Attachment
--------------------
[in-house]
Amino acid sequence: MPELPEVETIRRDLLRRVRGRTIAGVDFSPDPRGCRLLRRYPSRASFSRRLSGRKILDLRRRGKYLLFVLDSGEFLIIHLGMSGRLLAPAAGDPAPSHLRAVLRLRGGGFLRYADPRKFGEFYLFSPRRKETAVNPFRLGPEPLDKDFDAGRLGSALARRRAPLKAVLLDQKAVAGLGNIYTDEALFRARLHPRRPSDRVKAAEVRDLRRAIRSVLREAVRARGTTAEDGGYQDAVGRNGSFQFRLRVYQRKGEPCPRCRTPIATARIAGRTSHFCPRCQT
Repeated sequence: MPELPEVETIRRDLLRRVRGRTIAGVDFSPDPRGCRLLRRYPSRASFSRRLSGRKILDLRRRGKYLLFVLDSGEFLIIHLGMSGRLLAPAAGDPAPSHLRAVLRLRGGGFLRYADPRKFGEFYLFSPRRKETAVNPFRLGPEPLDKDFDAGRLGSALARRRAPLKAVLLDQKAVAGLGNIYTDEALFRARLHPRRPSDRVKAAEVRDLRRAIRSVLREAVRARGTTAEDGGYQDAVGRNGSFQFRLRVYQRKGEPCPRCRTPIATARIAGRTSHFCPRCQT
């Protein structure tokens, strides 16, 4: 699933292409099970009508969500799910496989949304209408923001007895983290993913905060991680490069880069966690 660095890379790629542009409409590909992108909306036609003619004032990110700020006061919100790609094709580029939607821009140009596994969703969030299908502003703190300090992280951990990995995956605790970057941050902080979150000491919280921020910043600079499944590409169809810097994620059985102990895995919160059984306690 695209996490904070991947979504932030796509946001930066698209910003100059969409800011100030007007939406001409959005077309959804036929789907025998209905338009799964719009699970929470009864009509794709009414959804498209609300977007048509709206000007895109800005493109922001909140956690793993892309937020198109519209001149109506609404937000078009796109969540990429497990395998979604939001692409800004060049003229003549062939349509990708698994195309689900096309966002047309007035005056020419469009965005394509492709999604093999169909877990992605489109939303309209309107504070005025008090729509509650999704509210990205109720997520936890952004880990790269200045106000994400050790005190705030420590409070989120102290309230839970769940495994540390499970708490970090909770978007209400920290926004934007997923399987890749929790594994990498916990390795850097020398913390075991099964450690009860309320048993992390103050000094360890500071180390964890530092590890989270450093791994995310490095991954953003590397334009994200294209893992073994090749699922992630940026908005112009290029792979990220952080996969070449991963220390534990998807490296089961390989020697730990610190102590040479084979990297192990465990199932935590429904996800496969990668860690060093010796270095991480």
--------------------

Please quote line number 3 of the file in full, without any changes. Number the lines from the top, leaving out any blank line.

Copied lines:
Repeated sequence: MPELPEVETIRRDLLRRVRGRTIAGVDFSPDPRGCRLLRRYPSRASFSRRLSGRKILDLRRRGKYLLFVLDSGEFLIIHLGMSGRLLAPAAGDPAPSHLRAVLRLRGGGFLRYADPRKFGEFYLFSPRRKETAVNPFRLGPEPLDKDFDAGRLGSALARRRAPLKAVLLDQKAVAGLGNIYTDEALFRARLHPRRPSDRVKAAEVRDLRRAIRSVLREAVRARGTTAEDGGYQDAVGRNGSFQFRLRVYQRKGEPCPRCRTPIATARIAGRTSHFCPRCQT